Leadership 101: Be Quiet

Forbes Magazine/November 9, 2006
By Elisabeth Eaves

Is silence an effective management tool? A new study of a cult leader says yes.

Paul Joosse, a sociology Ph.D. candidate at the University of Alberta, has just published "Silence, Charisma and Power: The Case of John de Ruiter" in the Journal of Contemporary Religion. He concludes that silence is key to the sway de Ruiter--a former Lutheran minister--holds over his thousands of devotees.

Many of de Ruiter's followers attribute a "superhuman status" to him, according to Joosse. He packs halls as far afield as Germany and Australia and has lured hundreds of acolytes from around the world to settle near his home, where they attend meetings four times a week, pay dues and volunteer at his Edmonton College of Integrated Philosophy.

So how does de Ruiter make silence work for him, and more importantly, should you try it in the boardroom--or the bedroom?

De Ruiter's meetings "are essentially three-hour-long question-and-answer periods, punctuated by long periods of silence and gazing between de Ruiter and his followers," Joosse writes. Often, de Ruiter answers only by gazing, and on occasion doesn't speak for an entire session.

Silence can inspire devotion in three ways, according to Joosse. First, it elicits projection, the psychological phenomenon in which we attribute certain thoughts or feelings to another. This "fosters the belief within devotees that de Ruiter has the ability to speak to the specific personal needs of people whom he has never met." Listeners, in other words, often interpret silence as understanding.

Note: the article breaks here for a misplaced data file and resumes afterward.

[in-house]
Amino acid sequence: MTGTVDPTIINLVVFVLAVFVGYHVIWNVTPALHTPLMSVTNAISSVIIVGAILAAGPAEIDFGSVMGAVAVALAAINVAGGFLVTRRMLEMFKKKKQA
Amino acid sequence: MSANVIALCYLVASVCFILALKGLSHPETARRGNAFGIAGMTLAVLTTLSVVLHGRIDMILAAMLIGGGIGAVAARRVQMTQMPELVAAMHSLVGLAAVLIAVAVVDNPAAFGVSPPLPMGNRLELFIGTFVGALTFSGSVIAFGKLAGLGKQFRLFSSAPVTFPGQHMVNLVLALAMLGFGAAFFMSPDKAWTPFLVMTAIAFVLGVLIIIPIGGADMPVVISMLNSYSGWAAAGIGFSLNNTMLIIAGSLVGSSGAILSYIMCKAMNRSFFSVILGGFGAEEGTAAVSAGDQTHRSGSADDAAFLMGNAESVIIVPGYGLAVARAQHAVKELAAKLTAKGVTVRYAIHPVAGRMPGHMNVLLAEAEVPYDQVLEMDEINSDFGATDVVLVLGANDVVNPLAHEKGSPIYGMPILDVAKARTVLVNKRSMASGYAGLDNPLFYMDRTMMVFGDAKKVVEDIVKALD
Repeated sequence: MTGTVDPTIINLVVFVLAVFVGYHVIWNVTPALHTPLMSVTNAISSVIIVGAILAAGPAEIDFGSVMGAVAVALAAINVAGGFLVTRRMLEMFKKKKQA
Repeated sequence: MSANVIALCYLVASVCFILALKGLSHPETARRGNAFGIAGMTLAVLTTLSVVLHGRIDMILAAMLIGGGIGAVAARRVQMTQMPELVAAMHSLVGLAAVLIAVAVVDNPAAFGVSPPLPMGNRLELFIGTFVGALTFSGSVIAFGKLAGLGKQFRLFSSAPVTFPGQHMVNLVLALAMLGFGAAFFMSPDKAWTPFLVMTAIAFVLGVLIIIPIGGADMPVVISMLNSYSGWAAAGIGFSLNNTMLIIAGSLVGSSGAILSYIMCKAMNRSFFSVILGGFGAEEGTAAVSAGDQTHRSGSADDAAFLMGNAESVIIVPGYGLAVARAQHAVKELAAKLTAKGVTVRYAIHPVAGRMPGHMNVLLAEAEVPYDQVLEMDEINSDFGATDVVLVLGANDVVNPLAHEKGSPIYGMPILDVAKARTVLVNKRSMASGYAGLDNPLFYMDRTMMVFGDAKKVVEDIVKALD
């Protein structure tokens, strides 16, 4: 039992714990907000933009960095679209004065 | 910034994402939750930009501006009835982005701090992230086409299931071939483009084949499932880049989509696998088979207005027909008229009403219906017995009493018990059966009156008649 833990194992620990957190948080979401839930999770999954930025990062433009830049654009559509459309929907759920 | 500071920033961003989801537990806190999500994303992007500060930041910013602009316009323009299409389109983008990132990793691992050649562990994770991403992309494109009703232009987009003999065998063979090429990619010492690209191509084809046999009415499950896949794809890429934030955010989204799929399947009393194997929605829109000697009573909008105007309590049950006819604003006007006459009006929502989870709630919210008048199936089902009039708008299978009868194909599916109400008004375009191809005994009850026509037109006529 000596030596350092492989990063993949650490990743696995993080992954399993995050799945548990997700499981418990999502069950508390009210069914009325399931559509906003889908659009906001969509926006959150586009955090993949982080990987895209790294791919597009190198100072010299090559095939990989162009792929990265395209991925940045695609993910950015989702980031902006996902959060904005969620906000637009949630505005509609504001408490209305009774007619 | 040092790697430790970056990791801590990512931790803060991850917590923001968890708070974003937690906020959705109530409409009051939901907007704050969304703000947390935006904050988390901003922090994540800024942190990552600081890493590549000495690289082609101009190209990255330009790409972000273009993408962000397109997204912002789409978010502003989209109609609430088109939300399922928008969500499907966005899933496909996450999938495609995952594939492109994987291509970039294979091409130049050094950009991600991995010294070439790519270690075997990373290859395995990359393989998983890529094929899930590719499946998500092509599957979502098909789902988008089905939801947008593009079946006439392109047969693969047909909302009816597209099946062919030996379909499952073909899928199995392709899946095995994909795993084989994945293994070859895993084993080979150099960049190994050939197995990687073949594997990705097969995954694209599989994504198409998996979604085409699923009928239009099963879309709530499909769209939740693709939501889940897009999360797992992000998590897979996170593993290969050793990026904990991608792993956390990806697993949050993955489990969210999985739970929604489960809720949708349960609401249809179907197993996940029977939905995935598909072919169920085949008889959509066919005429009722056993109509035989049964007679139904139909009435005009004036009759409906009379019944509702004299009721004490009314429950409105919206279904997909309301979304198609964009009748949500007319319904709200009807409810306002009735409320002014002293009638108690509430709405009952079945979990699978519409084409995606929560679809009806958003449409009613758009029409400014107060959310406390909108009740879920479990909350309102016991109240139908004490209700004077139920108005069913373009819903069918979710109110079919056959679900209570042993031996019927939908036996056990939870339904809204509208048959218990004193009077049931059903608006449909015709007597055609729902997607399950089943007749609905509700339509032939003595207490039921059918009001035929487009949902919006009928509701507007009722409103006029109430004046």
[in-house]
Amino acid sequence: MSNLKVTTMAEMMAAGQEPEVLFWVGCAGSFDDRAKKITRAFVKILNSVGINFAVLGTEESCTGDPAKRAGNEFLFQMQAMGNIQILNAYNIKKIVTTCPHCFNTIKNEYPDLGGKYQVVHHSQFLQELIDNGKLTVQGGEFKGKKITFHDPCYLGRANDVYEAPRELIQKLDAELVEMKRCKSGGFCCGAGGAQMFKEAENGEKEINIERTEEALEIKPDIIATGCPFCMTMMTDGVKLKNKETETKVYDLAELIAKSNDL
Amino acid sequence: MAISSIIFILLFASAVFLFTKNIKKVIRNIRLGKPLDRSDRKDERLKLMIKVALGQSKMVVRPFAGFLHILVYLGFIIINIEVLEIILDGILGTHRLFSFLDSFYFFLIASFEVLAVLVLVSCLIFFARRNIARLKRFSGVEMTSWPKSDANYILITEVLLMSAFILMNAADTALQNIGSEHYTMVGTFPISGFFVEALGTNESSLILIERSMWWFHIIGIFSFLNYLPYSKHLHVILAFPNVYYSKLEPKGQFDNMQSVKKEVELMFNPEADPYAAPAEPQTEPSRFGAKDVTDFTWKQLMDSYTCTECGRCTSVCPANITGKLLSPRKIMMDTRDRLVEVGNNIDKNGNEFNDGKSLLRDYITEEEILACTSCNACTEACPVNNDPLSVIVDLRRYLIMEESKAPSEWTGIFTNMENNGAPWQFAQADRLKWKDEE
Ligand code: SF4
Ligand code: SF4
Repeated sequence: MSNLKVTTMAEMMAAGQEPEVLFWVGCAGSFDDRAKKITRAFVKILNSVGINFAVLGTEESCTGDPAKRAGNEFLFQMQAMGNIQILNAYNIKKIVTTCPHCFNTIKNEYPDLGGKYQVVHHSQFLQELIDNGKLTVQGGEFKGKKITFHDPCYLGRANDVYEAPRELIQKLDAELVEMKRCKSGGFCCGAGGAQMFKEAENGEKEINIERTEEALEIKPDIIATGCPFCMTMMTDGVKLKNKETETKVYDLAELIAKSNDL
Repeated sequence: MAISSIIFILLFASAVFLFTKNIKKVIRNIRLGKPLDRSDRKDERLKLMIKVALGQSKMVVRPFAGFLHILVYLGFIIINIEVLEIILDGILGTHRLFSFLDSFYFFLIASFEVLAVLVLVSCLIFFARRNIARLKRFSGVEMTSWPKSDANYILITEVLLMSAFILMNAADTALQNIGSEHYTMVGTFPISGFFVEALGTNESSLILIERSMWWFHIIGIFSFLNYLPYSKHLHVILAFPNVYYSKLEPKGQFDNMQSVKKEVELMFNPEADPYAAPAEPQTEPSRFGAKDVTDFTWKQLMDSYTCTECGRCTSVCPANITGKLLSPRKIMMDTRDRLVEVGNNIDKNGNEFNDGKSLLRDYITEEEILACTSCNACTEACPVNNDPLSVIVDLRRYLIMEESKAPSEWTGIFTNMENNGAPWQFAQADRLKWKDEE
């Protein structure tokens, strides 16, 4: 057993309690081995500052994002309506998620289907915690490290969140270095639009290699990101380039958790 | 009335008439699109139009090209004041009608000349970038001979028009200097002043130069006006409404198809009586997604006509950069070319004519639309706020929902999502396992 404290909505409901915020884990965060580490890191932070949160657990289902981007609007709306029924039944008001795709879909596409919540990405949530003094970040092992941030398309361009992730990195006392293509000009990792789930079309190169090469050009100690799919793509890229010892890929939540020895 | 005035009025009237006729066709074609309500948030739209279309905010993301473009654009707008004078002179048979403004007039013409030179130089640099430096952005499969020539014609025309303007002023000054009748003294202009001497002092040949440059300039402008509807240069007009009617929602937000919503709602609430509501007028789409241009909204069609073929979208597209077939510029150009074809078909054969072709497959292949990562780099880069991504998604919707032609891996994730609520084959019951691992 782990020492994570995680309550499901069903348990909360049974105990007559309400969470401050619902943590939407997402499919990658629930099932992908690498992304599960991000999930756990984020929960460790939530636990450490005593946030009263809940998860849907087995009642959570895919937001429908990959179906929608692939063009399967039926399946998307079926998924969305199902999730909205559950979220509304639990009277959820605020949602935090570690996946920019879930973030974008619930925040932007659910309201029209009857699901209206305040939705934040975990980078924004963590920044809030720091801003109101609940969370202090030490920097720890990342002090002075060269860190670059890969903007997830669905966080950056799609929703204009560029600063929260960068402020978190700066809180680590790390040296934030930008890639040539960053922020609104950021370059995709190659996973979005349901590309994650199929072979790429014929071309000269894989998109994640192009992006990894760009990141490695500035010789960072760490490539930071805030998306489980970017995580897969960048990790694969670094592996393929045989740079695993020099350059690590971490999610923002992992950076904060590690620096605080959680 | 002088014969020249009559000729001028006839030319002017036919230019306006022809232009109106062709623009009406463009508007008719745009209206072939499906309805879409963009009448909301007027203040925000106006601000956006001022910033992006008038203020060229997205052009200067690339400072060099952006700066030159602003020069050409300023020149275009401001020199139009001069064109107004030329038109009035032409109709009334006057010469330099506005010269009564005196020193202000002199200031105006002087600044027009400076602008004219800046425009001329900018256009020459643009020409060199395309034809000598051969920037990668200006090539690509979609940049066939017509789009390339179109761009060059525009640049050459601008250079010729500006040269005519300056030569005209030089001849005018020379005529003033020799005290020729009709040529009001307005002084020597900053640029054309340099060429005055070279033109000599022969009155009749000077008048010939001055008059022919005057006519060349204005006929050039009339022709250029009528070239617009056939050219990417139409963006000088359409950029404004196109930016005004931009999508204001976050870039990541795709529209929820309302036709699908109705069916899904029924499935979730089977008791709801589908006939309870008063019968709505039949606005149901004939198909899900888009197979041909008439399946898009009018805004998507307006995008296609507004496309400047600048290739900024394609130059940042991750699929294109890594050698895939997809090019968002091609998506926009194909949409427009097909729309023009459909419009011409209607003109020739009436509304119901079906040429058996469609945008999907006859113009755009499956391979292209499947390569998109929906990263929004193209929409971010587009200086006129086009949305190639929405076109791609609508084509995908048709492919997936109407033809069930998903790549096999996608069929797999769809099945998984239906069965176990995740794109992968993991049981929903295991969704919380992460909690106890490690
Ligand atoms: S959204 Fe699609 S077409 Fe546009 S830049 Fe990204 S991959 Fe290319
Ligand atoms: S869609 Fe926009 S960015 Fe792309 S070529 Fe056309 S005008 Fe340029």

Second, silence is an effective punishment--thus the "silent treatment." If inflicted in front of a group, it also serves as a display of power.

For example, in 1999, de Ruiter's ex-wife confronted him in front of an audience of worshipers over his adulterous relationships with two female disciples. Faced with the sort of mortal public embarrassment that has brought down lesser holy men, he responded with a silence that both demonstrated his power and caused some followers to believe he was turning the other cheek. His flock remained intact. De Ruiter is not alone in using silence as a punishment--it's also practiced by the Amish, the Igbo of Nigeria and angry spouses everywhere.

Third, de Ruiter uses silence "to foster the belief that he has an extraordinary ability to form intimate connections with complete strangers simply by gazing at them." De Ruiter makes silent eye contact with every single person at a meeting, often for minutes at a time. If you've attended many political rallies, you may have noticed a diluted version of the same tactic: The savvy candidate uses individual eye contact to establish a connection.

Combined with gazing deeply into another's eyes, silence can create the sort of intimacy usually exclusive to lovers, Joosse writes. "Attendees confuse the act that usually accompanies intimacy with actual intimacy, feeling connected to de Ruiter in a deeply loving way."

Before you incorporate silence into your management arsenal, a few caveats are in order. "The attributions and projections of the audience may or may not be favorable towards the leader," Joosse notes. Listeners may read silence as god-like understanding ... or as cluelessness. Even de Ruiter's silences give some the impression that his meetings are "doctrinally vacuous." And silence is no way to win friends and influence people at a cocktail party: "Silence is inappropriate on a first date or at a gathering of previously unacquainted people," Joosse writes. New acquaintances don't yet share the intimacy that would warrant shared silence, so that dead air isn't meaningful--just every bit as awkward as it feels.

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